It's no secret that Louie is more than a comedy. The show can range from the happily hilarious to the utterly depressing. So for this fourth season, we're going to plot each episode on "The Louie Scale" to figure out just how comedic or dramatic it was.
"Pamela Part 2" opens with Pamela finally, reluctantly, agreeing to go on a date with Louie. And the date is, miraculously, perfect. There's the art gallery, in what is possibly the funniest scene of this season since "Model," which features art that could only exist in Louie's universe: a bag of dog shit, neon nooses. There's walking into Central Park at night without getting murdered. And, of course, the perfectly timed shooting stars. It's one of the very few times (maybe the only) that the show lets Louie get everything right, everything he wants.
At his apartment, only briefly does the show address Pamela's distance – "Either you want to hurt me or you don't care," Louie says – before brushing past it to get to more of what Louie wants: sexting each others pictures of their underwear while standing face-to-face, and then sleeping together. There's still reason to feel unsettled – the way Pamela, in the morning, tells Louie's daughters, "That's supposed to be my boyfriend? I deserve better than that" – but then they go to make breakfast, and Louie follows, struggling to pull on his pants. Louie is letting its namesake be happy, and yet we can't help but expect the rug to be pulled out from underneath.
"Pamela Part 2"
The season's finale, "Pamela Part 3," more obviously addresses our question: Should Louie be happy?
Pamela literally cleans house and gets rid of all of the terrible stuff in Louie's apartment. She won't let Louie wear his glasses. She meets Janet and asks, "How is your ex-wife black?" (We're not given an answer, really). She sees his stand-up for the first time and doesn't laugh once. "What's the suicide rate for comedians, like 76 percent?" Pamela asks. We're reminded that just maybe Louie and Pamela shouldn't be together.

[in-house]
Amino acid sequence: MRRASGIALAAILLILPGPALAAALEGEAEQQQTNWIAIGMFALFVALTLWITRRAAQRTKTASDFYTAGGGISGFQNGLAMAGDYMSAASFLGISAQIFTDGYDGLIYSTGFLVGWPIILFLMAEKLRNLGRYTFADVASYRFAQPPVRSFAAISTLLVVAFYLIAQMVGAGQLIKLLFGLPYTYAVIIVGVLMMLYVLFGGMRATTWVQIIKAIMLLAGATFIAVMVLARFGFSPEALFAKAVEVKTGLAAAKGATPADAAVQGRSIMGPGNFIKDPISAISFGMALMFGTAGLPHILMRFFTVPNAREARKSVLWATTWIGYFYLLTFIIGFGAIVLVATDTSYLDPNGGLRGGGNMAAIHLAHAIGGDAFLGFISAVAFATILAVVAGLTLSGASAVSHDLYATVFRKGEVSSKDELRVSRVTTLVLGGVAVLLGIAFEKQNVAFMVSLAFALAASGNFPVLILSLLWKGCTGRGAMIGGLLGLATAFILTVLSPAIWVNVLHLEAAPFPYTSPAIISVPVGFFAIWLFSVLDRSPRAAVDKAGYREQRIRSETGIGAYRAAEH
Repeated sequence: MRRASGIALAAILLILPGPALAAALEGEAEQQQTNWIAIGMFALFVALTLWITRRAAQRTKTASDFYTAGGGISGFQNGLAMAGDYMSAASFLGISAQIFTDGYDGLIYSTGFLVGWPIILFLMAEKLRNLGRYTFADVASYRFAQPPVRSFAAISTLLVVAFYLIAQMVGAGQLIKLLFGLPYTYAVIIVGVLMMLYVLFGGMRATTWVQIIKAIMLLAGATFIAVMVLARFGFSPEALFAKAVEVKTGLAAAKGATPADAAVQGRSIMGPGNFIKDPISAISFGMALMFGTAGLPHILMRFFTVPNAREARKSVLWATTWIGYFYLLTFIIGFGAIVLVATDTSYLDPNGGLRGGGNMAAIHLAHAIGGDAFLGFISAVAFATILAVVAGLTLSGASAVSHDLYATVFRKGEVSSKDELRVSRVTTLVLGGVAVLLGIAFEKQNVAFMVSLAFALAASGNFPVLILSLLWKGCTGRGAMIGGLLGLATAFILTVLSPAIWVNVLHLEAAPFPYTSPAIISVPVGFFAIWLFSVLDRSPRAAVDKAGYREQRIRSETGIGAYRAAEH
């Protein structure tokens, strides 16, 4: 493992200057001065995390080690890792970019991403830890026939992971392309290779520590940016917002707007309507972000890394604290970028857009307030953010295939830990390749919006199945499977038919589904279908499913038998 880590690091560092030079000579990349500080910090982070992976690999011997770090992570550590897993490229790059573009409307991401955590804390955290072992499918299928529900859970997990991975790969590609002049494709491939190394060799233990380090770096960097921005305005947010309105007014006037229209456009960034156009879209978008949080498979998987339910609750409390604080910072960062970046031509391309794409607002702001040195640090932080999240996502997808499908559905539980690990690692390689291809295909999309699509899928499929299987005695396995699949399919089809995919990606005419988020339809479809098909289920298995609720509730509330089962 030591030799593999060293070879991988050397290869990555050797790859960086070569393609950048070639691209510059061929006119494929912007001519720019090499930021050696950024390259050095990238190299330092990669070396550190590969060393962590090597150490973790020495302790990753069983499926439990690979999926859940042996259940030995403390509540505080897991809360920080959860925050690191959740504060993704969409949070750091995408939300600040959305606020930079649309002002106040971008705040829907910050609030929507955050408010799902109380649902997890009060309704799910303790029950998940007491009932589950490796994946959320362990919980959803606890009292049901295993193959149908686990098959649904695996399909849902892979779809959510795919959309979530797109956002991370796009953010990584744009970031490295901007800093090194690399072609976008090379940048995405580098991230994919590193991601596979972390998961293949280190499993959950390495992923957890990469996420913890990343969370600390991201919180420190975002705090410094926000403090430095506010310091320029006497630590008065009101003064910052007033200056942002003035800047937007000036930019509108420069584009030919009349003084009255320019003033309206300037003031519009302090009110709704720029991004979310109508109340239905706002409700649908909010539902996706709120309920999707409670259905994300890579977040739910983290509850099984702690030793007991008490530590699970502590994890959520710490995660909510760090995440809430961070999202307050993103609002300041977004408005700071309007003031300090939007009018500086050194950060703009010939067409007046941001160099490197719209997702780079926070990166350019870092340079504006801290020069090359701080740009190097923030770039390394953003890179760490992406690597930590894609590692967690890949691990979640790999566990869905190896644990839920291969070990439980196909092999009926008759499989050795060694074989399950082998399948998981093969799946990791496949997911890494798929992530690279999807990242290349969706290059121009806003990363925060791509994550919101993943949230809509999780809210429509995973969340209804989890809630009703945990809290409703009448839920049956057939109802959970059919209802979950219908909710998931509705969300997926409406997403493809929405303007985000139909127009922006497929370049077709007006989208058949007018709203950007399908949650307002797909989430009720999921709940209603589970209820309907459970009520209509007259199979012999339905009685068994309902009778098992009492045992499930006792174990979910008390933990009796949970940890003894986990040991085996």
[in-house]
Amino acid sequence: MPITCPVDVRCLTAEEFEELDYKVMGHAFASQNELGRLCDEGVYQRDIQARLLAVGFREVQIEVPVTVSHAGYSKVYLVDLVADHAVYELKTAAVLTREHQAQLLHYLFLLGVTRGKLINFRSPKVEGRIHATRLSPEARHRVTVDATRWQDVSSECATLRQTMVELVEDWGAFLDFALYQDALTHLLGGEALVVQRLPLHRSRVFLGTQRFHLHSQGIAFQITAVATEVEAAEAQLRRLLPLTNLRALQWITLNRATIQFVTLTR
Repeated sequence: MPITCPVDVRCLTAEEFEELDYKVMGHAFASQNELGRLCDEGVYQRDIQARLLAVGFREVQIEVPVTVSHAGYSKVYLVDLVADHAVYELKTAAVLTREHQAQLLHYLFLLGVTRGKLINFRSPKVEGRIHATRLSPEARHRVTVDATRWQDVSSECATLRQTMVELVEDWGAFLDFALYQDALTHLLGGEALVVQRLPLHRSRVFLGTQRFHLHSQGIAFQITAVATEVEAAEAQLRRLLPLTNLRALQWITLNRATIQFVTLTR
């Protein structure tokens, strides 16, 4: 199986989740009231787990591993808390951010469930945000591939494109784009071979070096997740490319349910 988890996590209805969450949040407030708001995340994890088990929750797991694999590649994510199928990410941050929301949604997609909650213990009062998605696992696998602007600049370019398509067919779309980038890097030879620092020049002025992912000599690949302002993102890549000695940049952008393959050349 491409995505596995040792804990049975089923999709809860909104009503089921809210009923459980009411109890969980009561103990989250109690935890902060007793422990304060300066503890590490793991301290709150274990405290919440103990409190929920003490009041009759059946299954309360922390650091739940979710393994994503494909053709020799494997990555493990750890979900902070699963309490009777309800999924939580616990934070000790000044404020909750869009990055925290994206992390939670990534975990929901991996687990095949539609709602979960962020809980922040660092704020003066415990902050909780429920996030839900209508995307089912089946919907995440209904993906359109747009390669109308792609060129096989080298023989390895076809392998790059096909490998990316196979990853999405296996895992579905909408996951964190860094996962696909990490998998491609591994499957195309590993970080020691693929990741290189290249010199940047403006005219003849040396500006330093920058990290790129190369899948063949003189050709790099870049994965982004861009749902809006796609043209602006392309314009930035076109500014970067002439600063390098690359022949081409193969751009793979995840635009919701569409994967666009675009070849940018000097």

But then Marc Maron appears, armed with a new TV show in a world where Louie never got his, and tells Louie, "You've been a shitty friend." And Louie agrees, until Pamela gives him the saddest of pep talks. "You're not happy with your life," she says, telling him to "do something about it." "Get a show and be a star." If Maron can do it, so can Louie. "You're just guys." Maybe Pamela's the whole reason Louie exists at all.
When Louie, reaching back to three-year-old feelings, tells Pamela he loves her, all she says is "Okay." "Feelings are gross and boring," she tells him, before finally giving him the shared bath three-years in the making. Again, Louie seems happy. So why don't we believe him?
"Pamela Part 3"